Is it Foolhardy to Tenaciously Try to Reach a Goal?
This beetle was getting too close to where I was digging, so I shoved it away. It came back. I lifted it up on the end of my scooper and placed it by some leaves further away. Then I went inside to get some water. When I returned, I didn’t see it, so I dug some more. Then I stuck a ruler in the hole to see if I had dug deep enough, peeked in, and lo and behold, there was my beetle, at the very bottom!
Reaching in with my digger, I gently tried to scoop up the beetle—no luck. I got it on the tip of the digger and painstakingly edged it up while rubbing the tip against the side of the hole, and the beetle helped by trying to scramble up. Success! I got the beetle out; again put it aside. The beetle chugged away, so I resumed digging. No sooner did I look away than, sure enough, it was back in the hole, on the very bottom. I did the same thing over again, but this time I put the beetle on the other side of the yard. Then, admittedly a bit paranoid, I kept glancing up to make sure it wasn’t trying to return.
What I can’t understand is the tenaciousness of that beetle. Why did it keep coming back to where I was digging? And after I got it out of the hole the first time, it had to have seen my digger going in and out, so why did it go inside?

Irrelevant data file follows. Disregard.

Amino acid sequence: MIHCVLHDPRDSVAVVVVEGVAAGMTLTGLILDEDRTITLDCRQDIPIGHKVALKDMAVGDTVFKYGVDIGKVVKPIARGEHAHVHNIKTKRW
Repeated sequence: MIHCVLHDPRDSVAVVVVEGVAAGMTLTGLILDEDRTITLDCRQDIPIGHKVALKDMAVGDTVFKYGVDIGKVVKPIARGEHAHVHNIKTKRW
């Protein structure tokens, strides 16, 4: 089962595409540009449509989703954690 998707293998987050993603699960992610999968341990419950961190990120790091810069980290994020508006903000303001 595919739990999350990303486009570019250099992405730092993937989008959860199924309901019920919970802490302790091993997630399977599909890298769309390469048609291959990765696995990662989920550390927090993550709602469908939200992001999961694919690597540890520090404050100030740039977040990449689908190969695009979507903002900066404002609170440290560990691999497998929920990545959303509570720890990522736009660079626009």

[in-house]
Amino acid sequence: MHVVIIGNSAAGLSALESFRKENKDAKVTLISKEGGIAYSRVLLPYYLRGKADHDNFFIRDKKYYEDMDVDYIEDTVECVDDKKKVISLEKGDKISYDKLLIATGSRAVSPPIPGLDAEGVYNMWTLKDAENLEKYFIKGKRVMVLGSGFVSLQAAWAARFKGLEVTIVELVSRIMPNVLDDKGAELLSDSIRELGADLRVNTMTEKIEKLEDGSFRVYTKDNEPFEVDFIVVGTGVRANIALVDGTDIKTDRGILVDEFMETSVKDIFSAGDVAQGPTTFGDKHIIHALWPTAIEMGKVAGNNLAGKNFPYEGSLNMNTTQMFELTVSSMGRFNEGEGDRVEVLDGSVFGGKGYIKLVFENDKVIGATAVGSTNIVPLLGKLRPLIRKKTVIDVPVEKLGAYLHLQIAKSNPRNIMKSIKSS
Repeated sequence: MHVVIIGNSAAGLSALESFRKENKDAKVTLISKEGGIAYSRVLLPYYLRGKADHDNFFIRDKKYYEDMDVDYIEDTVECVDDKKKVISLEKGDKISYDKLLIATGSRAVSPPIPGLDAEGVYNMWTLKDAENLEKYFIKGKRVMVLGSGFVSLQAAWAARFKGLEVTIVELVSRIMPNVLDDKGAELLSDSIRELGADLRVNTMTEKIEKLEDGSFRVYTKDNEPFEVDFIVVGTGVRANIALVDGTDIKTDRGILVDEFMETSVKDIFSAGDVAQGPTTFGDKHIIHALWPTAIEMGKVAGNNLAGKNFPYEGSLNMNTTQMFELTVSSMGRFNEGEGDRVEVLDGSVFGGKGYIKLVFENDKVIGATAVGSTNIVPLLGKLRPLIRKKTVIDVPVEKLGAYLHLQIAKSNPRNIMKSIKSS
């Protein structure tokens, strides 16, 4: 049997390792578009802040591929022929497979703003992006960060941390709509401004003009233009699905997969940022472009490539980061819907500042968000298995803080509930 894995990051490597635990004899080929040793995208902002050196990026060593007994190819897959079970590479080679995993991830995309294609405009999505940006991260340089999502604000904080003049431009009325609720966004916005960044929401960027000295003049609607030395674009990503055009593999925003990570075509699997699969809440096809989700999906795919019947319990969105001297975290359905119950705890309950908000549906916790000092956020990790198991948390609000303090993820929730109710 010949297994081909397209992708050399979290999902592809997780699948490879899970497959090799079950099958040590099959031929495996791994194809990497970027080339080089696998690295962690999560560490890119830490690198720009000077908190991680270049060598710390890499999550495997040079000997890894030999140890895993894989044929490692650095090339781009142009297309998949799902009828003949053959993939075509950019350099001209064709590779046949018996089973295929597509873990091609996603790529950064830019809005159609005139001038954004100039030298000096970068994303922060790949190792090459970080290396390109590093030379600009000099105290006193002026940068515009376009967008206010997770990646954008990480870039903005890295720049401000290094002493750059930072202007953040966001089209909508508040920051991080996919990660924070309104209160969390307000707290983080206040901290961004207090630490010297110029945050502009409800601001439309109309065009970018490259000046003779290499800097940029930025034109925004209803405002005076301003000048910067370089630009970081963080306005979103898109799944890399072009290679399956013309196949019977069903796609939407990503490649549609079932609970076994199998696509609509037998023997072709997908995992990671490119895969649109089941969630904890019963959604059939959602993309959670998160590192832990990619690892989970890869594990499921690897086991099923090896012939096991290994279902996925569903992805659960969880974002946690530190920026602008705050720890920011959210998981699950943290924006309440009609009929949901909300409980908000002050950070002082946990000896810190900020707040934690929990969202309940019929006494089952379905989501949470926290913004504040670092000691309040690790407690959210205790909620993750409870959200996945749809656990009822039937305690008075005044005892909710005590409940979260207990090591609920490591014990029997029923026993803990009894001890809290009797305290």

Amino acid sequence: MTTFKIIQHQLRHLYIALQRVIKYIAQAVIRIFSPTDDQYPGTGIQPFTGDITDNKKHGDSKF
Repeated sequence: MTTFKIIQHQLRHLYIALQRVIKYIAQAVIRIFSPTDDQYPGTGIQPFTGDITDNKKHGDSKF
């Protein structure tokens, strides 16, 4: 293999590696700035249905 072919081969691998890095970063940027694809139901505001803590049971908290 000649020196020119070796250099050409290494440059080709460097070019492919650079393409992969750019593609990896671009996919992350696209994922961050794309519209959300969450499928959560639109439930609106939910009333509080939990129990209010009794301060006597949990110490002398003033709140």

In some ways, the roots of plants are just as tenaciously foolhardy. They grow freely, blindly groping their way through the soil and sending out offshoots, until they come up against a barrier and have no more room to spread. But they keep trying, until they entangle each other so thoroughly, they and the plant they’re attached to die.
I sometimes wonder if mankind is just as foolish, although we’ve learned from experience that persistence can pay off. We can, at times, if we try hard enough, overcome the barriers we hit and reach our goals, but we also usually realize when being tenacious can be foolhardy. Perhaps it’s a matter of human nature vs. instinct.